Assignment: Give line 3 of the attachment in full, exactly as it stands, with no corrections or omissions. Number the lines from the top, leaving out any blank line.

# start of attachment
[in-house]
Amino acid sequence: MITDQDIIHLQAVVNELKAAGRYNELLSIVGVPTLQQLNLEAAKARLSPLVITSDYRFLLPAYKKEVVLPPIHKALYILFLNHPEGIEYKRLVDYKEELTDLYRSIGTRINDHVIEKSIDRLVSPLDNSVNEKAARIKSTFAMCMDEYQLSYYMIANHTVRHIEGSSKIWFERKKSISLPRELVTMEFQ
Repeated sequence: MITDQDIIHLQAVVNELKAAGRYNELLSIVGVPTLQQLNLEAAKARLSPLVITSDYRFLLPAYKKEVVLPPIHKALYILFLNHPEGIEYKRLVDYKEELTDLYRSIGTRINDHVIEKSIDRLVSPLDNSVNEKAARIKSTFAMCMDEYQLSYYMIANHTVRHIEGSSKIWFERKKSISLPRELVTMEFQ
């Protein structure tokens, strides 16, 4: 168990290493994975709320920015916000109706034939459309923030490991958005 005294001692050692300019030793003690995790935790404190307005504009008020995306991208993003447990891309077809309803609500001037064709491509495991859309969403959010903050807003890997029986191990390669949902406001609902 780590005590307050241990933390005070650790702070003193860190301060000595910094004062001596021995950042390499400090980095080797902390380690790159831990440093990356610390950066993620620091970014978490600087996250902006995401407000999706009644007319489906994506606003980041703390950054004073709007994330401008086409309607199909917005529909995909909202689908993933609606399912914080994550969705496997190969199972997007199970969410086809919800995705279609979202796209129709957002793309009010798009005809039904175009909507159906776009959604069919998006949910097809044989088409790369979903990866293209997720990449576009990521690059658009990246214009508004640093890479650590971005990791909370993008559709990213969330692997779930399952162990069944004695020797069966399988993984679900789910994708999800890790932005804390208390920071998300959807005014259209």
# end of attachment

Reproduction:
Repeated sequence: MITDQDIIHLQAVVNELKAAGRYNELLSIVGVPTLQQLNLEAAKARLSPLVITSDYRFLLPAYKKEVVLPPIHKALYILFLNHPEGIEYKRLVDYKEELTDLYRSIGTRINDHVIEKSIDRLVSPLDNSVNEKAARIKSTFAMCMDEYQLSYYMIANHTVRHIEGSSKIWFERKKSISLPRELVTMEFQ